What Are the Types of Vegetarians & What Do They Eat?

What Are the Types of Vegetarians & What Do They Eat?

When it comes to plant-based diets, it isn't just a vegan diet or vegetarian diet. Did you know there is actually 6 different types of Vegetarianism? Find out more about the types of vegetarianism and see which is best suited for you!


Think vegetarianism is just about eating vegetables? We’d like to challenge that thought! Vegetarianism has been practiced for years throughout the world. In fact, many cultures thrive fully on a vegetarian diet and are some of the healthiest people you’ll ever meet. In fact, vegetarianism has gained a reputation for being able to produce some eye-catching health benefits and quickly gained popularity throughout the world. And, since each part of the world carries different culinary customs and has access to different kinds of food, vegetarians all over the world have added their own flair to this diet. Nowadays, we have 6 different types of vegetarianism and counting! Here are the types:


A lacto-vegetarian is an individual that consumes mainly a plant-based diet but allows room for dairy products. The term “Lacto” refers to dairy in latin. This individual may consume fresh products like milk, cheese, and yogurt. They may also include processed foods with dairy ingredients in their diet such as cream-based sauces, ice cream, cookies, chocolates, chips and more. However, other animal products such as meat, chicken, eggs, fish, and pork, may be off-limits. Conversely, there are some individuals who consider themselves to be following a lacto-vegetarian diet yet do not drink cow’s milk. Instead, they opt for nut-based or oat-based milk. Notably, the dairy products that you choose to include in your lacto-vegetarian diet are completely up to you.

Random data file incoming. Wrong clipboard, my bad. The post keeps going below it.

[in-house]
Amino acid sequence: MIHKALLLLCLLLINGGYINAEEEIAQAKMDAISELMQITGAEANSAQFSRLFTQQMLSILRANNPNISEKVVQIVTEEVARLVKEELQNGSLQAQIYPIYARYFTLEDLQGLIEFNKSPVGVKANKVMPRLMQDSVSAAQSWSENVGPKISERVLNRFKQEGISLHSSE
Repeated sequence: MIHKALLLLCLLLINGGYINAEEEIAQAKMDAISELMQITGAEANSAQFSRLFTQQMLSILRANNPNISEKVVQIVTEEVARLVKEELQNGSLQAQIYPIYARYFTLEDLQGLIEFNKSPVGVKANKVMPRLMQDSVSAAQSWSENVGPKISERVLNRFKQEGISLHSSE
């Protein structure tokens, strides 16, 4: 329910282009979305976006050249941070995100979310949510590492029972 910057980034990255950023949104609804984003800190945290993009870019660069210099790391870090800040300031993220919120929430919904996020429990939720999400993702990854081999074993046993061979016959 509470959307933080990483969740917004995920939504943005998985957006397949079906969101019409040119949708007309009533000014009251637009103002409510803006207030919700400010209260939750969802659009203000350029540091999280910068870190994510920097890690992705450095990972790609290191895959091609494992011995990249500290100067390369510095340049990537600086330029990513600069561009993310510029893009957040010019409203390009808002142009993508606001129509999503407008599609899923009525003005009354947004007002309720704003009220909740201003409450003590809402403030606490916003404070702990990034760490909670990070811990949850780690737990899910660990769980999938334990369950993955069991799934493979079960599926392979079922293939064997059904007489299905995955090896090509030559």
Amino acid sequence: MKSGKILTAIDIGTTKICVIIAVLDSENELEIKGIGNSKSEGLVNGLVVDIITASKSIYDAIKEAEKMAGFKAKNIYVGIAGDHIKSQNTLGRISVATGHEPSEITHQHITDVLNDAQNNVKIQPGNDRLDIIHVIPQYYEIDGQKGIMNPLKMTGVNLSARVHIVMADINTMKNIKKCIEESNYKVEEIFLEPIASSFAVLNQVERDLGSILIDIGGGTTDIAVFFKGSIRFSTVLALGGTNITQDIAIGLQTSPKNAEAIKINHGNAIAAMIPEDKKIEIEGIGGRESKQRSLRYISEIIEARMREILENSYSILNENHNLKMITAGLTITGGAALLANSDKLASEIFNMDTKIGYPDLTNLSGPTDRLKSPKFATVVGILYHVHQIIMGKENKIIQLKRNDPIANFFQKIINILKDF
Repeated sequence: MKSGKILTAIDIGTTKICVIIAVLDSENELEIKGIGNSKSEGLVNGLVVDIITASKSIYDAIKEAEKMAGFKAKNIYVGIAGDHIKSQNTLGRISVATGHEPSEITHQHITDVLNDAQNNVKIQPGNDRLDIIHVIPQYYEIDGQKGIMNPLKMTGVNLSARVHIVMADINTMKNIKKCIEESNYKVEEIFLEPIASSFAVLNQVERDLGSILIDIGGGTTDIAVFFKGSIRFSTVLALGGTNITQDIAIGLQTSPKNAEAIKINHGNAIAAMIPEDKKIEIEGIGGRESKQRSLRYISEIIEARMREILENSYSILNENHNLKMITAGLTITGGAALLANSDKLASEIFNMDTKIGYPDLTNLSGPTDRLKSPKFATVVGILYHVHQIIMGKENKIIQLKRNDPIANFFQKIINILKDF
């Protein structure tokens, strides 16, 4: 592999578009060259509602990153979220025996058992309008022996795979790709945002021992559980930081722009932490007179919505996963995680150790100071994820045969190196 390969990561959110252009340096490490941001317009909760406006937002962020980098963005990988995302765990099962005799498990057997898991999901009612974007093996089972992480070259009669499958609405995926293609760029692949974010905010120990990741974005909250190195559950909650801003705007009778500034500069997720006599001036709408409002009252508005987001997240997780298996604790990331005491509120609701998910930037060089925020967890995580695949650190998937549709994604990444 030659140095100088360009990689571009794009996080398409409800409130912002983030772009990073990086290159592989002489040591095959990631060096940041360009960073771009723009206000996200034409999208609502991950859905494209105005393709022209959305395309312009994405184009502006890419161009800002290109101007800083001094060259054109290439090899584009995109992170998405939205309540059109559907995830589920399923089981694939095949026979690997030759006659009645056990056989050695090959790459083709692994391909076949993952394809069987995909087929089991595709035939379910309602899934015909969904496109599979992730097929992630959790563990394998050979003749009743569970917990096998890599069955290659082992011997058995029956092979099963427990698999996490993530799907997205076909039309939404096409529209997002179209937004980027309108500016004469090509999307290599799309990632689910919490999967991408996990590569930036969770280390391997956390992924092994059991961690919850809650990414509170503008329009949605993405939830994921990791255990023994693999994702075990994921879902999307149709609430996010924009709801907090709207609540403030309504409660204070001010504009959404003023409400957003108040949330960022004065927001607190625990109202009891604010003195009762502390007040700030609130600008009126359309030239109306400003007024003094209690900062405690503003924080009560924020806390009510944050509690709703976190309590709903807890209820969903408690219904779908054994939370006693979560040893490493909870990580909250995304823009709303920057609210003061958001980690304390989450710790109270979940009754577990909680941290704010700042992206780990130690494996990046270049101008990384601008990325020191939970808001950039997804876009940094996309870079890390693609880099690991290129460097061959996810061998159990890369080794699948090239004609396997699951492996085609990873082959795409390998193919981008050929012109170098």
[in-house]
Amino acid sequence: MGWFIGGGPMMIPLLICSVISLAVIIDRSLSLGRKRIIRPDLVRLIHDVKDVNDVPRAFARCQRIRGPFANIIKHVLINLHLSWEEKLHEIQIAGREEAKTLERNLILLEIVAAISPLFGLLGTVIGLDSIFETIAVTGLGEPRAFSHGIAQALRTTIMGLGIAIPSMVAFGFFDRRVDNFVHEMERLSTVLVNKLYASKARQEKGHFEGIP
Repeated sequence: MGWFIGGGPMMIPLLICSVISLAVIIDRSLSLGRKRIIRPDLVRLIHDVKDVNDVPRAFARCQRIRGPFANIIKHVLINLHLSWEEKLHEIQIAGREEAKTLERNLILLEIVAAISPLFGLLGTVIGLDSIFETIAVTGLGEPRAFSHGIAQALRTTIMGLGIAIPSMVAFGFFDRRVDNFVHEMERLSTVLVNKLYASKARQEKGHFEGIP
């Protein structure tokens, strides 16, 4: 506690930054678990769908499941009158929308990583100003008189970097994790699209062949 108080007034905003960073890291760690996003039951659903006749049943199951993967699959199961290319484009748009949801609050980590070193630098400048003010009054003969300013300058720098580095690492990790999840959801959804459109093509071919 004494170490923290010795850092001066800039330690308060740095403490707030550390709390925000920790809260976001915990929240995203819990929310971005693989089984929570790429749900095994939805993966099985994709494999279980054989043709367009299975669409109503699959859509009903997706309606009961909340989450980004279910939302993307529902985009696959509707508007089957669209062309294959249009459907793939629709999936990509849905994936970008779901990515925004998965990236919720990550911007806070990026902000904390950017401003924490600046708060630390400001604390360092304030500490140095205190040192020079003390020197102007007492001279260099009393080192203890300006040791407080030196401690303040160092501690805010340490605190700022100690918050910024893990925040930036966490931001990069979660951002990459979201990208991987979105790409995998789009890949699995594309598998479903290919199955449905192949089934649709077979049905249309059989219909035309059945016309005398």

So, we got that the “Lacto” prefix refers to dairy products already, so now we’ll focus on the secondary prefix “Ovo”. The term “Ovo” is Latin for eggs. So, as you might guess by the name, an individual that follows this diet includes both dairy products and eggs in their plant-based diet, while refraining from consuming other animal products such as pork, fish, and chicken. The lacto-ovo-vegetarian tends to be one of the most popular forms of vegetarianism. Some believe that it’s popularity can be attributed back to religious practices such as Hinduism and Buddhism. However, it may also be related to the fact that this is one of the more lenient forms of vegetarianism. Allowing for consumption of eggs and dairy products creates more flexibility in your diet and less headaches with outside food consumption, so it is preferred by many. 


A more recent addition to the vegetarian diet umbrella is the term flexitarian. A flexitarian is someone that follows a plant-based diet most of the time. One could also include into this section those that follow a plant-based diet but consume honey. Like the term “flexitarian” suggests, these individuals are “flexible” when it comes to their diet. Now, you may be thinking isn’t being a flexitarian the same thing as following a regular diet? Well, not exactly. Unlike the average Joe, a flexitarian only allows for animal products on occasion. For example, a flexitarian might choose an oil-based salad dressing six times a week, and on the seventh day allow for a cream or egg-based salad dressing. Whereas an average Joe, can choose either without limitation.